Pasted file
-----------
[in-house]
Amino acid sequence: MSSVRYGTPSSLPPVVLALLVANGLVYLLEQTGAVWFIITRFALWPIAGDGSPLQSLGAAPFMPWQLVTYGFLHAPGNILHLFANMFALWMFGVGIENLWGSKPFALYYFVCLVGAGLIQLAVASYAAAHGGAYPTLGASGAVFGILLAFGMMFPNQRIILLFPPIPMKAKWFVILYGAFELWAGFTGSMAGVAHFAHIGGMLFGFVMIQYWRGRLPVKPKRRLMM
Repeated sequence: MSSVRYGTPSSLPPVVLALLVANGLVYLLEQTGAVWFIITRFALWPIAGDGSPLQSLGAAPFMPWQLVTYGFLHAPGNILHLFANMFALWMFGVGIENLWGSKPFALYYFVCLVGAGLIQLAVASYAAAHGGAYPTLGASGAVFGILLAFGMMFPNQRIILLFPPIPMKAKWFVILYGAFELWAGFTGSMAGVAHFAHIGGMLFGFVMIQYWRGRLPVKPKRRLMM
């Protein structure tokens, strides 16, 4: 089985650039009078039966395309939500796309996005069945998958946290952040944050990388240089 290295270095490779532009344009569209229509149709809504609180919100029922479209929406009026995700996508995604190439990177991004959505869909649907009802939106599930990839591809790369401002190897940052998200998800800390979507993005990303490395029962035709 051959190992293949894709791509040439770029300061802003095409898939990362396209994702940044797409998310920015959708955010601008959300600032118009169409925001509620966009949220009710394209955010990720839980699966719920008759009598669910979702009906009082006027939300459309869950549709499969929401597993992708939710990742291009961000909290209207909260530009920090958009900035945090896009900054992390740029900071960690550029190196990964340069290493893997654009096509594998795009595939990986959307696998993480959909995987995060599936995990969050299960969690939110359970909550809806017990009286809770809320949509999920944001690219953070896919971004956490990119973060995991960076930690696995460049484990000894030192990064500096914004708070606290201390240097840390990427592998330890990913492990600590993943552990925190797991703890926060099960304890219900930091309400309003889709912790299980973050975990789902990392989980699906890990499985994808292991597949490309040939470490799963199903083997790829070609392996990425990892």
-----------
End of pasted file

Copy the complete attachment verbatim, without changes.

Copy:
[in-house]
Amino acid sequence: MSSVRYGTPSSLPPVVLALLVANGLVYLLEQTGAVWFIITRFALWPIAGDGSPLQSLGAAPFMPWQLVTYGFLHAPGNILHLFANMFALWMFGVGIENLWGSKPFALYYFVCLVGAGLIQLAVASYAAAHGGAYPTLGASGAVFGILLAFGMMFPNQRIILLFPPIPMKAKWFVILYGAFELWAGFTGSMAGVAHFAHIGGMLFGFVMIQYWRGRLPVKPKRRLMM
Repeated sequence: MSSVRYGTPSSLPPVVLALLVANGLVYLLEQTGAVWFIITRFALWPIAGDGSPLQSLGAAPFMPWQLVTYGFLHAPGNILHLFANMFALWMFGVGIENLWGSKPFALYYFVCLVGAGLIQLAVASYAAAHGGAYPTLGASGAVFGILLAFGMMFPNQRIILLFPPIPMKAKWFVILYGAFELWAGFTGSMAGVAHFAHIGGMLFGFVMIQYWRGRLPVKPKRRLMM
């Protein structure tokens, strides 16, 4: 089985650039009078039966395309939500796309996005069945998958946290952040944050990388240089 290295270095490779532009344009569209229509149709809504609180919100029922479209929406009026995700996508995604190439990177991004959505869909649907009802939106599930990839591809790369401002190897940052998200998800800390979507993005990303490395029962035709 051959190992293949894709791509040439770029300061802003095409898939990362396209994702940044797409998310920015959708955010601008959300600032118009169409925001509620966009949220009710394209955010990720839980699966719920008759009598669910979702009906009082006027939300459309869950549709499969929401597993992708939710990742291009961000909290209207909260530009920090958009900035945090896009900054992390740029900071960690550029190196990964340069290493893997654009096509594998795009595939990986959307696998993480959909995987995060599936995990969050299960969690939110359970909550809806017990009286809770809320949509999920944001690219953070896919971004956490990119973060995991960076930690696995460049484990000894030192990064500096914004708070606290201390240097840390990427592998330890990913492990600590993943552990925190797991703890926060099960304890219900930091309400309003889709912790299980973050975990789902990392989980699906890990499985994808292991597949490309040939470490799963199903083997790829070609392996990425990892």